Microsoft SCCM admins: Get started with AWS Systems Manager Patch Manager
As organizations migrate their traditional data centers and applications into the AWS cloud, they also want to modernize their patching mechanisms in order to reap the benefits of operating in the cloud. We find that many customers are looking to move away from Microsoft System Center Configuration Manager (SCCM) for patching, and move towards an AWS-native solution using AWS Systems Manager Patch Manager. This post is a primer on Patch Manager for systems administrators who are familiar with the SCCM product. We walk you through setting up your first Patch Manager configuration to patch your Windows-based Amazon Elastic Compute Cloud (Amazon EC2) instances that you have already deployed.
How Patches Are Deployed
About Patch Manager
Patch Manager is a cloud-native managed service, meaning that organizations no longer have to deal with the scalability issues and complex application management associated with operating a complex configuration management solution. Instead, an organization can focus on what makes their situation unique and deploy patching more easily without all of the undifferentiated heavy lifting of traditional configuration management software.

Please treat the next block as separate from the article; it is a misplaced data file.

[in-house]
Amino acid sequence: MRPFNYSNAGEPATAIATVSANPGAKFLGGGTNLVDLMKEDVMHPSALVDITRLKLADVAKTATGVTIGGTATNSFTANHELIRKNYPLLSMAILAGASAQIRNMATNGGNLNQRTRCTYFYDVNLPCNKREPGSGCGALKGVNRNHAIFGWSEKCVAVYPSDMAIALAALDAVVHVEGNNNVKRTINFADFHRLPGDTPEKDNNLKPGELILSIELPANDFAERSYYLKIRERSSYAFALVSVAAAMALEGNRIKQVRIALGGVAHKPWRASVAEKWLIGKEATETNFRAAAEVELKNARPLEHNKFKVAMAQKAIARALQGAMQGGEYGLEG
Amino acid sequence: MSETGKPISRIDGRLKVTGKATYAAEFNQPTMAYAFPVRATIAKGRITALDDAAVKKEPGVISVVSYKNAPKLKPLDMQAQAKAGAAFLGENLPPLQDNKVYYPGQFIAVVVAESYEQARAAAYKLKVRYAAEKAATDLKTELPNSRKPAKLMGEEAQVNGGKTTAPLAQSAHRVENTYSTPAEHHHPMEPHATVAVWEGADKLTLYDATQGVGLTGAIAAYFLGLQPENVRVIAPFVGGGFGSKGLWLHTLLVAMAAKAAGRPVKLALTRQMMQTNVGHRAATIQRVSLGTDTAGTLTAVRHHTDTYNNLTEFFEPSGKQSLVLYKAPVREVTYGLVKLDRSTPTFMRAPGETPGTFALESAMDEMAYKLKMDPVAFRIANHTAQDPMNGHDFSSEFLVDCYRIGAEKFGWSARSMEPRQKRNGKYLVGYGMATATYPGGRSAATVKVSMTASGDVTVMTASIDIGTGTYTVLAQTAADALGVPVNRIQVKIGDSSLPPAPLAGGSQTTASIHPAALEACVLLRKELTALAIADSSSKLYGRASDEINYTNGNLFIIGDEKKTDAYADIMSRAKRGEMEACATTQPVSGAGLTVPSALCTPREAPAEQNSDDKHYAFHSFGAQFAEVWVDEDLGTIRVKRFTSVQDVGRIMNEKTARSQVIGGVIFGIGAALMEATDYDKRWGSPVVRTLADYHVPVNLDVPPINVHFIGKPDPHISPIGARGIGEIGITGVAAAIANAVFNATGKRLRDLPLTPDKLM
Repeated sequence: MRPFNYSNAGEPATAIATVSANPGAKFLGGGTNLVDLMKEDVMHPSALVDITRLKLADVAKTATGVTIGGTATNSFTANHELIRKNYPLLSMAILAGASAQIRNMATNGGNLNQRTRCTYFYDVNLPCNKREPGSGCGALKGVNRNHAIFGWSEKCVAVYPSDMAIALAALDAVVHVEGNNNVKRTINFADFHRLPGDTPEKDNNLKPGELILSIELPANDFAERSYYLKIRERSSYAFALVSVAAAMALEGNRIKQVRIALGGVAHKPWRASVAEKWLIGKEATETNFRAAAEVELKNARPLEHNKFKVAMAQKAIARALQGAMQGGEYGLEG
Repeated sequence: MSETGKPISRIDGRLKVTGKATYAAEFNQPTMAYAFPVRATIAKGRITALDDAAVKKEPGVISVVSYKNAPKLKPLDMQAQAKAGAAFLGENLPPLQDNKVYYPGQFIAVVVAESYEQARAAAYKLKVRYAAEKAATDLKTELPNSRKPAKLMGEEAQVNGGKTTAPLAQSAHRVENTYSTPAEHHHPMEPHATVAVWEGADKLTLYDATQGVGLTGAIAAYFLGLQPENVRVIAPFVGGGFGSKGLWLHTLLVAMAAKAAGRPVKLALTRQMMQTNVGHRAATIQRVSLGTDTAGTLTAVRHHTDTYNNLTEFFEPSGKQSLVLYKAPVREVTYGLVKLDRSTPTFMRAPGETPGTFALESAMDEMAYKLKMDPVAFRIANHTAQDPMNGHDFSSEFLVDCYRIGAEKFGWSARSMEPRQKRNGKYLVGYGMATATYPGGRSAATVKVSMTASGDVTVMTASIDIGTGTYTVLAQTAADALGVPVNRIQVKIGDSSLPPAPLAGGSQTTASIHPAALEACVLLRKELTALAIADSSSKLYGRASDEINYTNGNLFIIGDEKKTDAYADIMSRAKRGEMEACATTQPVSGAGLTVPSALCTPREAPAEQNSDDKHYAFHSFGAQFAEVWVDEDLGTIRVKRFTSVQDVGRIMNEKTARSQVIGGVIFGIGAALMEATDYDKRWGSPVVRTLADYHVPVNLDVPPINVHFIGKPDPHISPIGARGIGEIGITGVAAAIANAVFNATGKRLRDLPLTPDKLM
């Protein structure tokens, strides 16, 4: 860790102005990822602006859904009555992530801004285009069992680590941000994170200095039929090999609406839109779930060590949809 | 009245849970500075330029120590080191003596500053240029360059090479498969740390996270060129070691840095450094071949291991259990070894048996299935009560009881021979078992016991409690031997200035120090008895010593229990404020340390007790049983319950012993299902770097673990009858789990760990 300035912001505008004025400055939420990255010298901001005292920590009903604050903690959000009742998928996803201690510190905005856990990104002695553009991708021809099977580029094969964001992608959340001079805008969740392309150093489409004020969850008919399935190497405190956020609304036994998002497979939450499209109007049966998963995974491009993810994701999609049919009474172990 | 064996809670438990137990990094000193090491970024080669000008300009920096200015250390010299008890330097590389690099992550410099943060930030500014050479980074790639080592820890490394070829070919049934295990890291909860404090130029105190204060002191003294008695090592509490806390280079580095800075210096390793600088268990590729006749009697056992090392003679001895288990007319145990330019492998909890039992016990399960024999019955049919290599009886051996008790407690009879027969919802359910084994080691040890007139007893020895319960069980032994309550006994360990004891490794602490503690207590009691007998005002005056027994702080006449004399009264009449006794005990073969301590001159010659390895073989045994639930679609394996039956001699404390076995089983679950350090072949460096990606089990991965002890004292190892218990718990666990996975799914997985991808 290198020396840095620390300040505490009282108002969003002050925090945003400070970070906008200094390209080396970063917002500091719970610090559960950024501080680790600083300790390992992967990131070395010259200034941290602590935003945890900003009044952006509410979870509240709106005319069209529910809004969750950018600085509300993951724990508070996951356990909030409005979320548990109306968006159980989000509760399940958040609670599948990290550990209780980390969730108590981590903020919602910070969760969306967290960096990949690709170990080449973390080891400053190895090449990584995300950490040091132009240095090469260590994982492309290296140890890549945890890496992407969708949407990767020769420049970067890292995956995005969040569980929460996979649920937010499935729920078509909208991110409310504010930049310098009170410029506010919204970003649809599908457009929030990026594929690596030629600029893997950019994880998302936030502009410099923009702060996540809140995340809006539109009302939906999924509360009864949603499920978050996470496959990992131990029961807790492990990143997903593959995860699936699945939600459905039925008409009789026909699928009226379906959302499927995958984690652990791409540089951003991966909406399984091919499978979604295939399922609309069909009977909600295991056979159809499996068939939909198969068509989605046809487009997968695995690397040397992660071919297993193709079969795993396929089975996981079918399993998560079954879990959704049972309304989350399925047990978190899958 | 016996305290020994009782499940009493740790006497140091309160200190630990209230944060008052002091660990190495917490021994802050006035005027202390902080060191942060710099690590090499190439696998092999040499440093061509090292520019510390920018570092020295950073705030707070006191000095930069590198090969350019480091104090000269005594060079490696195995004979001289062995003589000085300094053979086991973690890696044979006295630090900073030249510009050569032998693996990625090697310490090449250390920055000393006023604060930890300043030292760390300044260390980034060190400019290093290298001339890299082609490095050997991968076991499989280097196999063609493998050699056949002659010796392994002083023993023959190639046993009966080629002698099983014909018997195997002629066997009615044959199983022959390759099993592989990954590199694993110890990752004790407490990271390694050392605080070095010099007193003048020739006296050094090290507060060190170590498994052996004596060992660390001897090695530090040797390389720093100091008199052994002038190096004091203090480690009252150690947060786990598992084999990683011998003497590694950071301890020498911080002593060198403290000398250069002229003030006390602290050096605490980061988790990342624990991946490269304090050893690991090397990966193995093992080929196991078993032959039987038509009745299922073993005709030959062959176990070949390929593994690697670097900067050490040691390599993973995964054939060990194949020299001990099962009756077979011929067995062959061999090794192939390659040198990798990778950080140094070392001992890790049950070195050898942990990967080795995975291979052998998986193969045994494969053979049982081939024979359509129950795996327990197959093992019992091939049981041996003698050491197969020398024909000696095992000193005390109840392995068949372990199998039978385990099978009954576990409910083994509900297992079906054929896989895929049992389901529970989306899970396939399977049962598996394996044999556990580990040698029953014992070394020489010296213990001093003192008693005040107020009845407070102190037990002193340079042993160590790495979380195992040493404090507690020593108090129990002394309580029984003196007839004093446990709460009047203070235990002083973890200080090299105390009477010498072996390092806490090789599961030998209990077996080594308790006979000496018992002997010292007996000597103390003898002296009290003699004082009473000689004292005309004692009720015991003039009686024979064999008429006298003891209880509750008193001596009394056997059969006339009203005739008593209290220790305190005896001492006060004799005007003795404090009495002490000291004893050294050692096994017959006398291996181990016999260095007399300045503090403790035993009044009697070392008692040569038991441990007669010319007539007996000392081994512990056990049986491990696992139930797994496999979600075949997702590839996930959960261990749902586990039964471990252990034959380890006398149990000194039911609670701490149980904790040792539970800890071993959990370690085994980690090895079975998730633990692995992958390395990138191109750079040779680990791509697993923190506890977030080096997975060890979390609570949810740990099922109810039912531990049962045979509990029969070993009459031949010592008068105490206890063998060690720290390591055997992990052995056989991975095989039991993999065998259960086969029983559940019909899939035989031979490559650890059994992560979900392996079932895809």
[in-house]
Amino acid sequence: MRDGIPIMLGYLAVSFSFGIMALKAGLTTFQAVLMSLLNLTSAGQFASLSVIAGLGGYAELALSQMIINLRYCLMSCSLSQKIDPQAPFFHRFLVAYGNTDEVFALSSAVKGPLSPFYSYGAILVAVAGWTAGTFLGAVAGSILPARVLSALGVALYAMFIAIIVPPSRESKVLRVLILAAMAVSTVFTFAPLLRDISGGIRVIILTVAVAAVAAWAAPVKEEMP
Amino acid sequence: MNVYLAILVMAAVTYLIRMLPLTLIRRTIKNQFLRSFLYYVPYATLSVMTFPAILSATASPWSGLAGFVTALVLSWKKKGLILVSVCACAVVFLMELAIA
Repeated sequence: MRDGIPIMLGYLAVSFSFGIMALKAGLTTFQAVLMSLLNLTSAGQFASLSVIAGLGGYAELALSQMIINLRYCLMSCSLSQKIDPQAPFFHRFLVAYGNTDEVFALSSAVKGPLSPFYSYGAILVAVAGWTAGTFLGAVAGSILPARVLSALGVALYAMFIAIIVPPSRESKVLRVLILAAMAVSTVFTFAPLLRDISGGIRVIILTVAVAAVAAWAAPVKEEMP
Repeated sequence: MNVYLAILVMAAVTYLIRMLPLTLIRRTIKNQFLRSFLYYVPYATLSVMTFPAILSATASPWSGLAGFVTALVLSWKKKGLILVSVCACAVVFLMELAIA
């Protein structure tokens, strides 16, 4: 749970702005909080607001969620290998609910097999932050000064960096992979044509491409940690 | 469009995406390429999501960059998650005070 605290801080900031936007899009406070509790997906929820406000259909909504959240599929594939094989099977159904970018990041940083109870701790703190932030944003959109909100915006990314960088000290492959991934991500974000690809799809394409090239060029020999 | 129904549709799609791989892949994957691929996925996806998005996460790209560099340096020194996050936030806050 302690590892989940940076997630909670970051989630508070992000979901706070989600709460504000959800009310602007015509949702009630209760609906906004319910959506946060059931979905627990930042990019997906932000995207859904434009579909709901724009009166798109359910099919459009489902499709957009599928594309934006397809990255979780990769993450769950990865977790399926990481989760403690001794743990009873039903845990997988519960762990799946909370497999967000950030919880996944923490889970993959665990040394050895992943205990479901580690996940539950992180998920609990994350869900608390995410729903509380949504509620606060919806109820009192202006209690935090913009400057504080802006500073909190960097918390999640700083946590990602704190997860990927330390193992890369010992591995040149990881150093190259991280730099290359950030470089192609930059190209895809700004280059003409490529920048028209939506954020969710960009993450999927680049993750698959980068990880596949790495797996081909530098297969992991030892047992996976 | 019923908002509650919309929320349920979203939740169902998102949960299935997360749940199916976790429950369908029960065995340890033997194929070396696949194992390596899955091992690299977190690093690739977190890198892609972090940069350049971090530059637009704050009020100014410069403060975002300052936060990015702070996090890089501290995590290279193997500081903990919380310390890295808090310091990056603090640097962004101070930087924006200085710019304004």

Patch Manager allows you to deploy patches on a schedule of your choosing, and view compliance status. Patch Manager acts as a trigger to initiate patching or compliance activities, and uses the built-in patching mechanisms for your client operating system. Patch Manager can be used to apply updates to both your cloud systems hosted in Amazon EC2 and (in hybrid environments) your on-premises systems.
Patch Manager is part of the larger AWS Systems Manager product, which offers many other features for managing your systems in the AWS cloud and on-premises. Here are just a few of the features of Systems Manager:
- Session Manager
- Maintenance Window
- Run Command
- State Manager
- Parameter Store
Prerequisites for this walkthrough
For the purposes of this Patch Manager walkthrough, we assume the following about your AWS environment:
- You have one or more EC2 instances running a Windows operating system that you would like to patch.
- These EC2 instances were launched from an Amazon Machine Image (AMI) or an AMI that you created from an Amazon AMI.
- These EC2 instances have internet access, either through a network address translation (NAT) gateway or an internet gateway.